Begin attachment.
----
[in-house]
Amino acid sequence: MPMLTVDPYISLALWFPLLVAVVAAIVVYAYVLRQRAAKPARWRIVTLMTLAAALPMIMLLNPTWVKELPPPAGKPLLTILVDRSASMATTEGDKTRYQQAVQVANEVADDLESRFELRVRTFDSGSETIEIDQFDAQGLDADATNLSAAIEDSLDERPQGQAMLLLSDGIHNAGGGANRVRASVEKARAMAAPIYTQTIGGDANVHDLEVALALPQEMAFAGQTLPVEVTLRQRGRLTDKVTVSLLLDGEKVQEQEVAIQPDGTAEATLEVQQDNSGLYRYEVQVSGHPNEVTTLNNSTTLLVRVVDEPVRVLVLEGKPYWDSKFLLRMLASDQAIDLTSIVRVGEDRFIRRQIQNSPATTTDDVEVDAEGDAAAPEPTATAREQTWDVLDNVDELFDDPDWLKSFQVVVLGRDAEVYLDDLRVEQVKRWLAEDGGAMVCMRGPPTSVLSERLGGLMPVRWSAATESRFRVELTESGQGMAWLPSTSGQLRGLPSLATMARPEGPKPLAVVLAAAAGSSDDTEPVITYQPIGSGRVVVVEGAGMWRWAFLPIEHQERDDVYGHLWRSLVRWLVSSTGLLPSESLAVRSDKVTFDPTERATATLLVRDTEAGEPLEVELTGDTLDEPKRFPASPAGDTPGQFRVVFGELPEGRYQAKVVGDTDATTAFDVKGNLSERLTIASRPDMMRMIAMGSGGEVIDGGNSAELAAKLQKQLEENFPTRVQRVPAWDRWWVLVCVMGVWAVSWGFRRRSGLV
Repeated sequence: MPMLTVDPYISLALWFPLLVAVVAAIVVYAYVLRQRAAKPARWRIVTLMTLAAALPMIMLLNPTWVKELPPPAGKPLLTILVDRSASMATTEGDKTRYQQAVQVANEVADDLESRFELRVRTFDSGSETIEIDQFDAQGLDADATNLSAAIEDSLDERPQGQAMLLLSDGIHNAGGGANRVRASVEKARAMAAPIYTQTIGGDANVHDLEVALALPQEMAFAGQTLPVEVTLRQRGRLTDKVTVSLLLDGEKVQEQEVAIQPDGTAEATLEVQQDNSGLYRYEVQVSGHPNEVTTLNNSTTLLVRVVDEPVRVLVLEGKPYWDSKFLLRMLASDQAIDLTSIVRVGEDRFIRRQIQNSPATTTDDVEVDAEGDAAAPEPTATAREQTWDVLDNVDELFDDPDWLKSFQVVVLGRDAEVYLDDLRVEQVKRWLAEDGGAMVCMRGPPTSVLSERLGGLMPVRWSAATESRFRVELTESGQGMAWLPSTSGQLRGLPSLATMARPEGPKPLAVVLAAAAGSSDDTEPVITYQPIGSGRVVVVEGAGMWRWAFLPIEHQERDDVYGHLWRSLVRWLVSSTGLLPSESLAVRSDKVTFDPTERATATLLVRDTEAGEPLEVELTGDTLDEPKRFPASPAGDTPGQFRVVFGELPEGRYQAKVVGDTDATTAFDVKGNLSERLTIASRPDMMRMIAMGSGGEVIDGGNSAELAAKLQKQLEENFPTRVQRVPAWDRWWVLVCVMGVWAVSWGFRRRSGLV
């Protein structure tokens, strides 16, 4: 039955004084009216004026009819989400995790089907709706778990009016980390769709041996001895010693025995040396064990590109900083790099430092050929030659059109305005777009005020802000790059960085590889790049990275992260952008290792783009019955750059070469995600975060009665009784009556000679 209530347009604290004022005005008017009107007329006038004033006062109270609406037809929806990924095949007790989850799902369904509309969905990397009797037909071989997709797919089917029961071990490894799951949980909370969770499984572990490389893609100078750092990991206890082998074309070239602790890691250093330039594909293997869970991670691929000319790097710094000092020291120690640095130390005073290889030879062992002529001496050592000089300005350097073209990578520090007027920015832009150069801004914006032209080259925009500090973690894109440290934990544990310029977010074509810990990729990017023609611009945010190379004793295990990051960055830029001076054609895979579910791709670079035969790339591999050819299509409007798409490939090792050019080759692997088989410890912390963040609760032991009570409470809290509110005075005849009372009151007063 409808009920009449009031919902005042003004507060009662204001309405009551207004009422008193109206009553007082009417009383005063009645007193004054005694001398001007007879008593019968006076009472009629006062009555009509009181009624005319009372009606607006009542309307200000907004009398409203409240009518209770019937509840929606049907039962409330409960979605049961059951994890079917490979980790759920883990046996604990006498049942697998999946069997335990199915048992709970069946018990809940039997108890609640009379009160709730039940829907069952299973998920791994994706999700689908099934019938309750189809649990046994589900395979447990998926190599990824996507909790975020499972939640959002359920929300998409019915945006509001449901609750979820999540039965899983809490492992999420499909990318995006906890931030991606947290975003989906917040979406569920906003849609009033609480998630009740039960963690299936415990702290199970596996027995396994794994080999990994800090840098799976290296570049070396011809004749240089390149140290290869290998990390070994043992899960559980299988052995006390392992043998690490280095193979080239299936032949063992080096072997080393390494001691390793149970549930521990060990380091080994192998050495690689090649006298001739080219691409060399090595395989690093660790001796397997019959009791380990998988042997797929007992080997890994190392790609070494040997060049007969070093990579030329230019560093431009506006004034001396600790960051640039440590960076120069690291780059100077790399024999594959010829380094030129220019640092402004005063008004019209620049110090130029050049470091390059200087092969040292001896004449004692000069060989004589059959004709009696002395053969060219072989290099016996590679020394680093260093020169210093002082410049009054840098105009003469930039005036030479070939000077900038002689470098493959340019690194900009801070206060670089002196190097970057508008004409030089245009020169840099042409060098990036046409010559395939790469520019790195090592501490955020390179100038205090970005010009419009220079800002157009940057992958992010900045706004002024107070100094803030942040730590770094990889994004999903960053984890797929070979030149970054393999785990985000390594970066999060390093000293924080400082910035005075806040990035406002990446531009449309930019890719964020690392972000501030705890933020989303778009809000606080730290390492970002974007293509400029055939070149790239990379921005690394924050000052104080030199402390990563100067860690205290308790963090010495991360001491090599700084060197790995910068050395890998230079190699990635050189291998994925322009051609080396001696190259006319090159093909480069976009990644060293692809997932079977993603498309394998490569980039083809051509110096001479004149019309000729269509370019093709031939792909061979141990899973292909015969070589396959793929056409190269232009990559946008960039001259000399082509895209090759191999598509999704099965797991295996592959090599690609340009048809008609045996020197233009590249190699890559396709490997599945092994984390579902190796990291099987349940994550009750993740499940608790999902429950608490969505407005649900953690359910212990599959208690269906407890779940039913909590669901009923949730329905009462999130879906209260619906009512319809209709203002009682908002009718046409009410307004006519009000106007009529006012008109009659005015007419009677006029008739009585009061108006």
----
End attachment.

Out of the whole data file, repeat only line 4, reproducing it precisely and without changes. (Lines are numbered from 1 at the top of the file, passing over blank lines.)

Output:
């Protein structure tokens, strides 16, 4: 039955004084009216004026009819989400995790089907709706778990009016980390769709041996001895010693025995040396064990590109900083790099430092050929030659059109305005777009005020802000790059960085590889790049990275992260952008290792783009019955750059070469995600975060009665009784009556000679 209530347009604290004022005005008017009107007329006038004033006062109270609406037809929806990924095949007790989850799902369904509309969905990397009797037909071989997709797919089917029961071990490894799951949980909370969770499984572990490389893609100078750092990991206890082998074309070239602790890691250093330039594909293997869970991670691929000319790097710094000092020291120690640095130390005073290889030879062992002529001496050592000089300005350097073209990578520090007027920015832009150069801004914006032209080259925009500090973690894109440290934990544990310029977010074509810990990729990017023609611009945010190379004793295990990051960055830029001076054609895979579910791709670079035969790339591999050819299509409007798409490939090792050019080759692997088989410890912390963040609760032991009570409470809290509110005075005849009372009151007063 409808009920009449009031919902005042003004507060009662204001309405009551207004009422008193109206009553007082009417009383005063009645007193004054005694001398001007007879008593019968006076009472009629006062009555009509009181009624005319009372009606607006009542309307200000907004009398409203409240009518209770019937509840929606049907039962409330409960979605049961059951994890079917490979980790759920883990046996604990006498049942697998999946069997335990199915048992709970069946018990809940039997108890609640009379009160709730039940829907069952299973998920791994994706999700689908099934019938309750189809649990046994589900395979447990998926190599990824996507909790975020499972939640959002359920929300998409019915945006509001449901609750979820999540039965899983809490492992999420499909990318995006906890931030991606947290975003989906917040979406569920906003849609009033609480998630009740039960963690299936415990702290199970596996027995396994794994080999990994800090840098799976290296570049070396011809004749240089390149140290290869290998990390070994043992899960559980299988052995006390392992043998690490280095193979080239299936032949063992080096072997080393390494001691390793149970549930521990060990380091080994192998050495690689090649006298001739080219691409060399090595395989690093660790001796397997019959009791380990998988042997797929007992080997890994190392790609070494040997060049007969070093990579030329230019560093431009506006004034001396600790960051640039440590960076120069690291780059100077790399024999594959010829380094030129220019640092402004005063008004019209620049110090130029050049470091390059200087092969040292001896004449004692000069060989004589059959004709009696002395053969060219072989290099016996590679020394680093260093020169210093002082410049009054840098105009003469930039005036030479070939000077900038002689470098493959340019690194900009801070206060670089002196190097970057508008004409030089245009020169840099042409060098990036046409010559395939790469520019790195090592501490955020390179100038205090970005010009419009220079800002157009940057992958992010900045706004002024107070100094803030942040730590770094990889994004999903960053984890797929070979030149970054393999785990985000390594970066999060390093000293924080400082910035005075806040990035406002990446531009449309930019890719964020690392972000501030705890933020989303778009809000606080730290390492970002974007293509400029055939070149790239990379921005690394924050000052104080030199402390990563100067860690205290308790963090010495991360001491090599700084060197790995910068050395890998230079190699990635050189291998994925322009051609080396001696190259006319090159093909480069976009990644060293692809997932079977993603498309394998490569980039083809051509110096001479004149019309000729269509370019093709031939792909061979141990899973292909015969070589396959793929056409190269232009990559946008960039001259000399082509895209090759191999598509999704099965797991295996592959090599690609340009048809008609045996020197233009590249190699890559396709490997599945092994984390579902190796990291099987349940994550009750993740499940608790999902429950608490969505407005649900953690359910212990599959208690269906407890779940039913909590669901009923949730329905009462999130879906209260619906009512319809209709203002009682908002009718046409009410307004006519009000106007009529006012008109009659005015007419009677006029008739009585009061108006």